Yeah, this is a watch guide. However, it’s impossible to talk about Blue Exorcist as an anime without mentioning its manga. The manga currently has twenty-seven volumes, & the anime has only covered nine of them. So, if you’re eager for more after finishing the Kyoto Saga, try picking up the manga to continue the story! While you could start at volume ten after watching the anime, it is best to start at the beginning. There’s plenty of small things the anime leaves out, và it’s interesting to see how certain scenes and battles play out in print versus on the screen. Plus, the arc directly after the Kyoto arc is absolutely wild; why wait for it to lớn be animated?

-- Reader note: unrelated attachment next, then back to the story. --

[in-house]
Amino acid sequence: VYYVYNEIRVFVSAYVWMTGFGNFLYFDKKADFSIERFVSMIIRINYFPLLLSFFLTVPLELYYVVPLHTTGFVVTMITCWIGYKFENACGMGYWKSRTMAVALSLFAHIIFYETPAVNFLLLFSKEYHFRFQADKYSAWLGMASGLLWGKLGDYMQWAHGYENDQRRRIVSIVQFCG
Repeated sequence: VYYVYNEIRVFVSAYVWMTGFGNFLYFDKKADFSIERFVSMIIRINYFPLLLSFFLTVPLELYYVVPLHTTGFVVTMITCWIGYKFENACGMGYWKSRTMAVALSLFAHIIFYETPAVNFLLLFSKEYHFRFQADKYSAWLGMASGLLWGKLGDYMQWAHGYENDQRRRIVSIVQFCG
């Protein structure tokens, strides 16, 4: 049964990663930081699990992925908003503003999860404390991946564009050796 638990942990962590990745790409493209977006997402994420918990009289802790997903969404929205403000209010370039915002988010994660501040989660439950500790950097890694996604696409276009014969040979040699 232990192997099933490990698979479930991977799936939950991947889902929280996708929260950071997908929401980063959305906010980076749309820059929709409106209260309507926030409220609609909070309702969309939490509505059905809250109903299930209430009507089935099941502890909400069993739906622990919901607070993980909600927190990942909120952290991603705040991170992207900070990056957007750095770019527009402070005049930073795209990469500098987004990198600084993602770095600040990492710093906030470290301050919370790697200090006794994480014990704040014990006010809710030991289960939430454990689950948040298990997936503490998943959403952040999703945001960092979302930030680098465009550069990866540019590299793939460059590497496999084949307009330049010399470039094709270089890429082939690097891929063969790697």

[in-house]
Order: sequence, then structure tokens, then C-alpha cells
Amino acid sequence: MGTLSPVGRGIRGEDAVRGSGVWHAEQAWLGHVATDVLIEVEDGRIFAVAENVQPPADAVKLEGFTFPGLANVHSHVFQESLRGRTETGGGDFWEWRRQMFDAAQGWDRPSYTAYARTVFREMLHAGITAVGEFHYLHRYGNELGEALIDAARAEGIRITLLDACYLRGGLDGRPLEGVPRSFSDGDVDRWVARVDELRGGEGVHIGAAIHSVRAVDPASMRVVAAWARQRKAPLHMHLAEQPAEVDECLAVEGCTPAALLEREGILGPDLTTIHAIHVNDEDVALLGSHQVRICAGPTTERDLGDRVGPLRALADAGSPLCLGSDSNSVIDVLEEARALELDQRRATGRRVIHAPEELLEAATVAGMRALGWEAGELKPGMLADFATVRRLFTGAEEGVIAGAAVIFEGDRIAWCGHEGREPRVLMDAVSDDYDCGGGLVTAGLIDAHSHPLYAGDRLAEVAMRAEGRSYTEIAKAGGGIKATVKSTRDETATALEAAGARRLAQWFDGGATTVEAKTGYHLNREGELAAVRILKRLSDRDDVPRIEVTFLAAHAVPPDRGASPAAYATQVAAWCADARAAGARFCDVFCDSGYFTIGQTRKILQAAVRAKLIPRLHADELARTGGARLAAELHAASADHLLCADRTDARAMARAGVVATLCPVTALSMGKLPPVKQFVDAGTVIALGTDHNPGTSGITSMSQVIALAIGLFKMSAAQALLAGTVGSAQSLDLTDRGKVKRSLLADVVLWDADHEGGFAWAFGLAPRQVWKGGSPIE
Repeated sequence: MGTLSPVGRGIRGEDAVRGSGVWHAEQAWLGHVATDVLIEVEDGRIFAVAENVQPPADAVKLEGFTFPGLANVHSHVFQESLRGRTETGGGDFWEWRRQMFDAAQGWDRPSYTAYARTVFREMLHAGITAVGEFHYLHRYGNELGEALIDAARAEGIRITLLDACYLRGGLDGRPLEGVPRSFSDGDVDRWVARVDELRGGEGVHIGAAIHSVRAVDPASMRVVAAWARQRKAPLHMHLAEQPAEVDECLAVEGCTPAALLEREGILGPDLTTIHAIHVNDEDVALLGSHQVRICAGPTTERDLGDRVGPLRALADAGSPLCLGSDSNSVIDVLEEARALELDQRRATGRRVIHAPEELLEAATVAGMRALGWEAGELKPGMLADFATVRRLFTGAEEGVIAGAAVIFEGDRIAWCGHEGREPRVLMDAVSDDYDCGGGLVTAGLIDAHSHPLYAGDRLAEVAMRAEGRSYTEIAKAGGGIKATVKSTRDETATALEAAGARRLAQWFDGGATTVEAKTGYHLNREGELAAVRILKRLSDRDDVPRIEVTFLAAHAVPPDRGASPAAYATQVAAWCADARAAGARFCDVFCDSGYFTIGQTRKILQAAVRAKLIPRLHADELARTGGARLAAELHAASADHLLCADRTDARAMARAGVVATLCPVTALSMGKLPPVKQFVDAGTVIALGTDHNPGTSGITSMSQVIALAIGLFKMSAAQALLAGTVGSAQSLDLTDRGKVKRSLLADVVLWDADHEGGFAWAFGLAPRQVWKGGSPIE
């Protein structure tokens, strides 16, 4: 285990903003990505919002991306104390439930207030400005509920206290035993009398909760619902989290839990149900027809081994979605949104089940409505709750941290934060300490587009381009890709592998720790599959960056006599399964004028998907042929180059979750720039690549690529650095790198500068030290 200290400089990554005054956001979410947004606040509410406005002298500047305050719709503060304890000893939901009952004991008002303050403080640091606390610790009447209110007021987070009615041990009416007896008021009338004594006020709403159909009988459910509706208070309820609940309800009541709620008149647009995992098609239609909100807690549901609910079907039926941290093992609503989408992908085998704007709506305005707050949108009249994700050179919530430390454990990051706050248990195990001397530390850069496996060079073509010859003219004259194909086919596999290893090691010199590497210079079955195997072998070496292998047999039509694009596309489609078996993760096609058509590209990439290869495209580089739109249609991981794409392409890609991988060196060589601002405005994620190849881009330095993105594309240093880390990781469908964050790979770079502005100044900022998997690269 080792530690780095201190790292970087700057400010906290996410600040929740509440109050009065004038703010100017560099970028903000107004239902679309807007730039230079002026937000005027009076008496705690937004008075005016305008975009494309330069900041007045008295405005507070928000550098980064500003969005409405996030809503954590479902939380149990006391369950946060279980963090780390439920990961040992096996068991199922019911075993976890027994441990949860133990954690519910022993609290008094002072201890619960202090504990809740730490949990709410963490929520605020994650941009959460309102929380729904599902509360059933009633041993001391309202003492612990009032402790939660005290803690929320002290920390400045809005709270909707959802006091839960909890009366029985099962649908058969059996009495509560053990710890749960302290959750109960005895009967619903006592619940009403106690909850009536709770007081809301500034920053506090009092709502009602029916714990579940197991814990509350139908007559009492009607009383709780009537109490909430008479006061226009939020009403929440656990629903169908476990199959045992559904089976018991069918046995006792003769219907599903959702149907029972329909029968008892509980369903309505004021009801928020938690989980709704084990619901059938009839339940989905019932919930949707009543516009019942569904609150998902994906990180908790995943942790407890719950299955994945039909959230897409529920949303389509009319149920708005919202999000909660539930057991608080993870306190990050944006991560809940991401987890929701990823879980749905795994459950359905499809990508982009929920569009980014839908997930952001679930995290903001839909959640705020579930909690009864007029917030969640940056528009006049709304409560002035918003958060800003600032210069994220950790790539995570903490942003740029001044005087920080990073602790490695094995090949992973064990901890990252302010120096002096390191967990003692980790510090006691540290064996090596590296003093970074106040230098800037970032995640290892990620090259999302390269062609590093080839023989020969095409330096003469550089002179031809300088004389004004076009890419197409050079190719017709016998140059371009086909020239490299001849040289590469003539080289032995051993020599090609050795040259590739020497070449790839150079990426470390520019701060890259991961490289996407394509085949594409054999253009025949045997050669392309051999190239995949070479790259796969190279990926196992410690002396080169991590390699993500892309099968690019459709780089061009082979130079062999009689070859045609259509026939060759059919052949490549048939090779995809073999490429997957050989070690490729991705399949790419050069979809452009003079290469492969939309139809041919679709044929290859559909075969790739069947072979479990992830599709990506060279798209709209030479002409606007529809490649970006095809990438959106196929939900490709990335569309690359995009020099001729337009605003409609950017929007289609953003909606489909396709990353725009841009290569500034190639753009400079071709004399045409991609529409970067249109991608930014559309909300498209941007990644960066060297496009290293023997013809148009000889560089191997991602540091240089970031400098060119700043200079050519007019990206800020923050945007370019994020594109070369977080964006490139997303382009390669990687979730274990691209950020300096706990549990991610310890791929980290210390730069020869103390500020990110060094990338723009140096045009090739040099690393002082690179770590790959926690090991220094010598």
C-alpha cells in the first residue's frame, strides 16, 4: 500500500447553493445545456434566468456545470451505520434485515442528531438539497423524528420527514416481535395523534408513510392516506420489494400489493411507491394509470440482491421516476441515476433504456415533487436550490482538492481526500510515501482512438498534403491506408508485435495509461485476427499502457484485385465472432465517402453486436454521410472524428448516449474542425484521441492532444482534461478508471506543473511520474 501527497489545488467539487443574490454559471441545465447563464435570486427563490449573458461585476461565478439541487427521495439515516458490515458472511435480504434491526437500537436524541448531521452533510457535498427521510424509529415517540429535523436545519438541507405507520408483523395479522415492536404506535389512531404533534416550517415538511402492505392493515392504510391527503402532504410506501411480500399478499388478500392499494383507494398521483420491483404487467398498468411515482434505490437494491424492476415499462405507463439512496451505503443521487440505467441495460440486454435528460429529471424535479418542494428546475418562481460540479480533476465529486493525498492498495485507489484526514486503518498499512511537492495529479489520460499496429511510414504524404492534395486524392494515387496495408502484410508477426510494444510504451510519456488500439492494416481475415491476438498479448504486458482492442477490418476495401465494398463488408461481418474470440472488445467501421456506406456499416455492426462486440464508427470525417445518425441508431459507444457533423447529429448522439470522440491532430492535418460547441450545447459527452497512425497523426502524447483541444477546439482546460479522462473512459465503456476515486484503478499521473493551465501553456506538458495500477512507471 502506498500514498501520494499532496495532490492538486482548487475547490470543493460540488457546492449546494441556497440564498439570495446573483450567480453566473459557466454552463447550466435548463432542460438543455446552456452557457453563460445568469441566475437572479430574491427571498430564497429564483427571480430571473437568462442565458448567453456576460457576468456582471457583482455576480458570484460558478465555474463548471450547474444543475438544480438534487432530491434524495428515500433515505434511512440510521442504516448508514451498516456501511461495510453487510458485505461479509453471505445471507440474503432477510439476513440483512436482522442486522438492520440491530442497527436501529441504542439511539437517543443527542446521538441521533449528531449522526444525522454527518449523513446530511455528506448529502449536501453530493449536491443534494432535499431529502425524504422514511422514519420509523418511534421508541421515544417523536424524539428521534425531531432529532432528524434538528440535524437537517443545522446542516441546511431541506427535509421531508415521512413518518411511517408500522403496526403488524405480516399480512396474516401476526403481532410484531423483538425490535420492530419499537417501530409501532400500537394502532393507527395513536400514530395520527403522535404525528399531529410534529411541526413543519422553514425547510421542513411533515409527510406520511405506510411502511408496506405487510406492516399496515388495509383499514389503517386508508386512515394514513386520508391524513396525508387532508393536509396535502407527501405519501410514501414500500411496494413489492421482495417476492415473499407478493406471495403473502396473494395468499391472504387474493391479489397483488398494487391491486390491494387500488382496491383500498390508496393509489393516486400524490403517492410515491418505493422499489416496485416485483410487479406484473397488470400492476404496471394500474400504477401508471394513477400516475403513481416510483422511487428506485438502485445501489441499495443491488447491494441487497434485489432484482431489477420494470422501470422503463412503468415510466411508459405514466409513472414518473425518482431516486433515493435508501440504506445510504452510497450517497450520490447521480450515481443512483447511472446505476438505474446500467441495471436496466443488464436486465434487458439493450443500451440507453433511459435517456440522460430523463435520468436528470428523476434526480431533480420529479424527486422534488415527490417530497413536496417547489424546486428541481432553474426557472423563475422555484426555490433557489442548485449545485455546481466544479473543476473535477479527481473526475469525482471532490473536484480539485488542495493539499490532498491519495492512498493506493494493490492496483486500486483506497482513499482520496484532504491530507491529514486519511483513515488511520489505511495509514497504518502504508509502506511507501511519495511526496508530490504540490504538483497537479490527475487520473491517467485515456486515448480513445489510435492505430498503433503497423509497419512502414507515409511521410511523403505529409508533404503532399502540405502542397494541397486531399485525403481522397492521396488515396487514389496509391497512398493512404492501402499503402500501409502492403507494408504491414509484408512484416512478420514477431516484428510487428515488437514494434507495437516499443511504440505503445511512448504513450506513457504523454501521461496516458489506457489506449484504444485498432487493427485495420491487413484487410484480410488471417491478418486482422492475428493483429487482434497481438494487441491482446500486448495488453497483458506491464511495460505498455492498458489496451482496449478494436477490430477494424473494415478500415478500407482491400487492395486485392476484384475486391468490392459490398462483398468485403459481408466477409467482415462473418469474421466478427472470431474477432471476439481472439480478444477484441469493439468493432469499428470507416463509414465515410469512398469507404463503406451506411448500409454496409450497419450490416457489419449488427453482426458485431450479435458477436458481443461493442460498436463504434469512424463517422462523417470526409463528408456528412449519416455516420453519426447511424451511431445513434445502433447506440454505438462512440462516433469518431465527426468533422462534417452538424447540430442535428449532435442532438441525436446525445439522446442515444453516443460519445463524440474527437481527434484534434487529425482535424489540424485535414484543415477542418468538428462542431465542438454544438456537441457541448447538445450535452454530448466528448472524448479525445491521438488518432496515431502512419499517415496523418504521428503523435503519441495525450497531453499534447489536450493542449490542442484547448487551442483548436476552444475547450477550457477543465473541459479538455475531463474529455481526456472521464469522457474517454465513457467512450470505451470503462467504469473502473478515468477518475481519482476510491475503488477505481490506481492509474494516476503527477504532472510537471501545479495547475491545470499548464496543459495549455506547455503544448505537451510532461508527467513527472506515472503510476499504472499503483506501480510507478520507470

Of course, you can also read the manga first & amp yourself up for the anime. There’s no wrong choice on when to lớn read the manga.

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This is the ideal order for watching Blue Exorcist: Season one until episode sixteen, OVA, Season two, and Blue Exorcist: The Movie. However, if you don’t want to lớn skip the anime-only ending of Season one, the order should be more like this: Season one, Blue Exorcist: The Movie between episodes eighteen & nineteen of Season one, OVA, the Season two. It may seem odd to have two different orders to watch in, but both are perfectly fine depending on your preference in storyline và whether you prefer to be a manga purist or embrace the anime-exclusive content. Regardless of how you choose to watch, one thing is for sure; you will love this exciting, kích hoạt packed shounen title và have fun following it.